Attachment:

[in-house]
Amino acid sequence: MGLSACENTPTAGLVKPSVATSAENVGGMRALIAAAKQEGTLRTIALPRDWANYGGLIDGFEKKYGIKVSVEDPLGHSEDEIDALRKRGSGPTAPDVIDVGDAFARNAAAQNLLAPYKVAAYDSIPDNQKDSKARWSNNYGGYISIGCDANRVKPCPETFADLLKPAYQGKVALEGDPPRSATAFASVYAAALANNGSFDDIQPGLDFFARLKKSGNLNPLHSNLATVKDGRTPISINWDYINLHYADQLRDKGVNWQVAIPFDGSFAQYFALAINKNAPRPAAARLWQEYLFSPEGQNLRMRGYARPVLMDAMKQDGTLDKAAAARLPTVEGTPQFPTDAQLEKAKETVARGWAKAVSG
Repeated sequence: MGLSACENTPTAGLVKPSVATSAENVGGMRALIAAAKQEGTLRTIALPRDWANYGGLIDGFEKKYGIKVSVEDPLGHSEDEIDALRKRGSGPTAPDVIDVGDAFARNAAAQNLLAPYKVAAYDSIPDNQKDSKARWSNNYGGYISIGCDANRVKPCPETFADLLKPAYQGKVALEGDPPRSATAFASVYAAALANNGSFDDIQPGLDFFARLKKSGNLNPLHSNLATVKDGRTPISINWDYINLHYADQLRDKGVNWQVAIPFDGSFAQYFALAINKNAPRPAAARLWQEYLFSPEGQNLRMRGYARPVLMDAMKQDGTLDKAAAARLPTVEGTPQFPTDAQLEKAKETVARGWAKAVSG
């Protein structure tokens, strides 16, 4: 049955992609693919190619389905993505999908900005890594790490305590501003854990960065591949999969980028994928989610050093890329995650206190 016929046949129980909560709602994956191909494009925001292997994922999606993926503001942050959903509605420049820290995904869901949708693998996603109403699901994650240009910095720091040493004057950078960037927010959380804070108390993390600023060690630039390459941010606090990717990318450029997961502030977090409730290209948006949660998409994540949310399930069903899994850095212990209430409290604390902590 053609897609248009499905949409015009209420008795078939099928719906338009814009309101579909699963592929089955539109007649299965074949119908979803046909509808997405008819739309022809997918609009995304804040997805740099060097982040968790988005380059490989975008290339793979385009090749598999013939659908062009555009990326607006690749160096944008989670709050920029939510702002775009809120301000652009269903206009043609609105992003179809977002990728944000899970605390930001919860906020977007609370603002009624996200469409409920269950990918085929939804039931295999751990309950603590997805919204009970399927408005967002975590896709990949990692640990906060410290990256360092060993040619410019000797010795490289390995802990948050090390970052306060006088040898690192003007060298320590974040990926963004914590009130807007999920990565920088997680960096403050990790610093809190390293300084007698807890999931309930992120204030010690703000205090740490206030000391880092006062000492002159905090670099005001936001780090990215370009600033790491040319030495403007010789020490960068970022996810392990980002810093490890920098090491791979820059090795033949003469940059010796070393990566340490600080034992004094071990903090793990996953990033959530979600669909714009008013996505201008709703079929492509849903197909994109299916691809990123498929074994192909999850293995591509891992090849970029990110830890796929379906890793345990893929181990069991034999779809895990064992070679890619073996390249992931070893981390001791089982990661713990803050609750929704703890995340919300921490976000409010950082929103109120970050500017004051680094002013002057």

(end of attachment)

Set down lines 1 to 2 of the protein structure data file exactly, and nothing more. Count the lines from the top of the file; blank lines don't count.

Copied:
[in-house]
Amino acid sequence: MGLSACENTPTAGLVKPSVATSAENVGGMRALIAAAKQEGTLRTIALPRDWANYGGLIDGFEKKYGIKVSVEDPLGHSEDEIDALRKRGSGPTAPDVIDVGDAFARNAAAQNLLAPYKVAAYDSIPDNQKDSKARWSNNYGGYISIGCDANRVKPCPETFADLLKPAYQGKVALEGDPPRSATAFASVYAAALANNGSFDDIQPGLDFFARLKKSGNLNPLHSNLATVKDGRTPISINWDYINLHYADQLRDKGVNWQVAIPFDGSFAQYFALAINKNAPRPAAARLWQEYLFSPEGQNLRMRGYARPVLMDAMKQDGTLDKAAAARLPTVEGTPQFPTDAQLEKAKETVARGWAKAVSG